Penetration Testing
an anternative to port-knoking using the OpenBSD pf only Jan 23 2006 09:44PM
poplix (poplix papuasia org) (2 replies)
Re: an anternative to port-knoking using the OpenBSD pf only Feb 17 2006 08:52AM
gimeshell web de (1 replies)
Re: an anternative to port-knoking using the OpenBSD pf only Feb 20 2006 09:58PM
poplix (poplix papuasia org) (1 replies)
Re: an anternative to port-knoking using the OpenBSD pf only Feb 22 2006 10:00AM
Pete Herzog (lists isecom org) (1 replies)
Hi,

> fingerprints) are not encrypted so their content can be easly sniffed

Easily perhaps from many internal networks. But it's much
more difficult for an attacker to sniff it without access to
either the client's network and the server's network. It's
not impossible but difficult enough to warrant OpenBSD pf
attention as a type of protection.

> out. Port knocking increases sealthness (so it can probably be
> considered a security measure) but cannot be used to make a system safe.

Stealthiness is privacy. Privacy is a loss control and does
make an operation safer. The efficacy of the privacy loss
control, as there can be degrees like as in encryption,
however does take issue. So whether or not this type of port
knocking is good enough is really the question and not whether
it protects at all because it does. Even obfuscation is
protection albeit not a good one but it will minimize some
types of attacks. This is in many ways like Anti Virus or the
IDS that relies on black lists. They narrow the kind of data
which enters a host or network by authorizing that which it
does not know to reject. Would you consider either of those
technologies to not be a form of protection? At least port
knocking is white list :)

> I've noted that many people misunderstand the port-knocking's meaning,
> it's not a security layer and doesn't prevent security holes, it can
> only make your system quite harder to hack.

But it is a security layer because it makes a system harder to
hack. How is that not a security layer?

> Anyway the use of port-knocking to make a system safer can be a bad
> solution, because it's just like wrapping a vault with cellophane. You
> can use it to hide a computer in internet, or to keep your logfiles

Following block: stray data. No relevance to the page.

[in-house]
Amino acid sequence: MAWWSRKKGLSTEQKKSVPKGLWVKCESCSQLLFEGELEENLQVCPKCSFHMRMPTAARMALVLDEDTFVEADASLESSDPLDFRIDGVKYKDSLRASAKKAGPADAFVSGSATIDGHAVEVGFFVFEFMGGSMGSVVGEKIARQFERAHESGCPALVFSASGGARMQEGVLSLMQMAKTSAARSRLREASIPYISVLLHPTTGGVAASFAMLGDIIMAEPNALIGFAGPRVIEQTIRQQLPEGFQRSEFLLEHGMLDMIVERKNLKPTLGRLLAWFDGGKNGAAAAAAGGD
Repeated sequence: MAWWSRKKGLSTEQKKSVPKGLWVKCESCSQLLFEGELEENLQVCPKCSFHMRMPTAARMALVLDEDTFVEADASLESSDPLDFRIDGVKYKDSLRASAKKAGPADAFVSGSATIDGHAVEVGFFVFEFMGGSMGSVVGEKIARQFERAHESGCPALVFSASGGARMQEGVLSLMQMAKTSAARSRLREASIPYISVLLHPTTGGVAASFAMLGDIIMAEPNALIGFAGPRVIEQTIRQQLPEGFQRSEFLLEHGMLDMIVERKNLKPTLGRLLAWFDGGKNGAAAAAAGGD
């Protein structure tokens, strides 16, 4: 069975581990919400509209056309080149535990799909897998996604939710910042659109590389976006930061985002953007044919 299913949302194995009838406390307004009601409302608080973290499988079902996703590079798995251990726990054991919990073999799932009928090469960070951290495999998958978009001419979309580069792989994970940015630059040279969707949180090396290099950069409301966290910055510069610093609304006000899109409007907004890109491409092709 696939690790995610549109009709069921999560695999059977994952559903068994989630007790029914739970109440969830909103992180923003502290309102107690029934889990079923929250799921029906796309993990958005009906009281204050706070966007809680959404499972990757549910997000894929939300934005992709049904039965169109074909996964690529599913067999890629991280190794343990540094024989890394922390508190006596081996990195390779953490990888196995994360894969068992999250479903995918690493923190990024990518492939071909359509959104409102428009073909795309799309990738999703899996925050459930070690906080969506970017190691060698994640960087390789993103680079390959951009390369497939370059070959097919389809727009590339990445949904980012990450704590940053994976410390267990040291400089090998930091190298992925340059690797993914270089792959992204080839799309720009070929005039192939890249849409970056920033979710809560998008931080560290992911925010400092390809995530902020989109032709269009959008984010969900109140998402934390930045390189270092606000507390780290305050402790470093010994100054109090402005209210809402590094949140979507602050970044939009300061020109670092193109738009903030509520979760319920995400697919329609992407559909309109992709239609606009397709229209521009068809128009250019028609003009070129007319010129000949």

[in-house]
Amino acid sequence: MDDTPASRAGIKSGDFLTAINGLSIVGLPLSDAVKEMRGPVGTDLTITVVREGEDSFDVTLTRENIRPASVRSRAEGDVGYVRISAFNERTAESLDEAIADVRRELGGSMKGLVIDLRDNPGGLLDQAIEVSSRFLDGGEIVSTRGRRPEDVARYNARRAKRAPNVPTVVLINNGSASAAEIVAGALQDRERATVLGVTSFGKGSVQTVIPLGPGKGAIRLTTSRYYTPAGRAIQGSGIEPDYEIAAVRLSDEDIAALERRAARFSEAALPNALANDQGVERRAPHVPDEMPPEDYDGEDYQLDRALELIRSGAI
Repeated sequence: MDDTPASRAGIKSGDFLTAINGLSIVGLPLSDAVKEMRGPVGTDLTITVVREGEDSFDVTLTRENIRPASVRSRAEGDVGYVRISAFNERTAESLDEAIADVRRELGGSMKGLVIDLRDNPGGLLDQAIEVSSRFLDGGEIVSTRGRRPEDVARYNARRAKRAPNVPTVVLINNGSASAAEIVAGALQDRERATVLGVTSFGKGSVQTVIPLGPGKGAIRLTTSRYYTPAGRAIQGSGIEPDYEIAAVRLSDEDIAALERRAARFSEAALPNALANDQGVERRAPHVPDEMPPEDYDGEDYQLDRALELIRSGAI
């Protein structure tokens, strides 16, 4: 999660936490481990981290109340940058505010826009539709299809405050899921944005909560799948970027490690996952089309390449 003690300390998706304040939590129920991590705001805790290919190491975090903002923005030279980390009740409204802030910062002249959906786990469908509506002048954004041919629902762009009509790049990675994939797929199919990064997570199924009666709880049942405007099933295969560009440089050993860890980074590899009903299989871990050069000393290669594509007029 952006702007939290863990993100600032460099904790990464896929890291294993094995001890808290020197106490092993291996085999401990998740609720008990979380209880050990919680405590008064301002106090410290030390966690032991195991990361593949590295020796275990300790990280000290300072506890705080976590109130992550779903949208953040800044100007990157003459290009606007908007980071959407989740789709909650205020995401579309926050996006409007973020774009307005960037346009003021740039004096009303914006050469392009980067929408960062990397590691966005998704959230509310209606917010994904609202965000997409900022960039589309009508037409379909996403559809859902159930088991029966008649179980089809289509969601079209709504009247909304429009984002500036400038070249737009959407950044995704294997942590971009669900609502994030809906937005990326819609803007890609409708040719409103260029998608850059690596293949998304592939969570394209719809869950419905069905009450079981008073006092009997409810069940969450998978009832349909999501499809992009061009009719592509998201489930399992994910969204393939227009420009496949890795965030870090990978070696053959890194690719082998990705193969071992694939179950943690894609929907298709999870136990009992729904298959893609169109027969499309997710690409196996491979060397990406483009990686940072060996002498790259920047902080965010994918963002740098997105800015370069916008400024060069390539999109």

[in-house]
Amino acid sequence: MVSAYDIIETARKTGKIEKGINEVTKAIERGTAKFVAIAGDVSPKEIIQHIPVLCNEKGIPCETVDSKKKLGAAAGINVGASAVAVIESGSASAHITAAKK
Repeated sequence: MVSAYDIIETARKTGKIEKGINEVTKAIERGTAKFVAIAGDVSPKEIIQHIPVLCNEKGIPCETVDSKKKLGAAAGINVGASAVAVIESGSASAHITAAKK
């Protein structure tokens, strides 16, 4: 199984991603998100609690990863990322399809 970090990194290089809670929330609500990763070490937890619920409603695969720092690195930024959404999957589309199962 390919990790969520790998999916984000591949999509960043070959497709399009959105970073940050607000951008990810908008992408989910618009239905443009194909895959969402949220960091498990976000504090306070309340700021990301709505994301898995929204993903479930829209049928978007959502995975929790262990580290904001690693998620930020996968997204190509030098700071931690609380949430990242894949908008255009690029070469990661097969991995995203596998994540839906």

> clean as you can use cellophane to protect iron against rain.

Well then it does protect the vault from rain, right? It's
still protecting. Not every loss control is going to be of
the bunker type. Again, look at any black list technology and
you'll see the same thing. I have done years of narrow
studies on this and I can prove that simply moving a service
to a different port will provide an every day layer of
protection. But not every attack. Then again, it's not
supposed to. It's only supposed to fend off the automated
which is already a lot. This is why internet crime is so much
easier than say, cat burglary because of automation they can
find many more potential targets.

>
>
> Gimeshell, it's not right to consider tcp options size unlimited, and I
> think the real port-knoking is harder to brutefoce. Authentication
> through os fingerprints cannot use all tcp options (p0f doesn't analyze
> them all) and, anyway, it must fit tcp options structure and respect the
> protocol rules.

This is true but it doesn't dismiss the concept as a layer of
protection. It's also not an industrial solution and it
doesn't scale well at all. But for some purposes, it's
possible to implement and maintain inexpensively.

Sincerely,
-pete.

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[ reply ]
Re: an anternative to port-knoking using the OpenBSD pf only Feb 27 2006 11:09PM
poplix (poplix papuasia org) (1 replies)
Re: an anternative to port-knoking using the OpenBSD pf only Jan 24 2006 09:56AM
Joachim Schipper (j schipper math uu nl) (1 replies)


 

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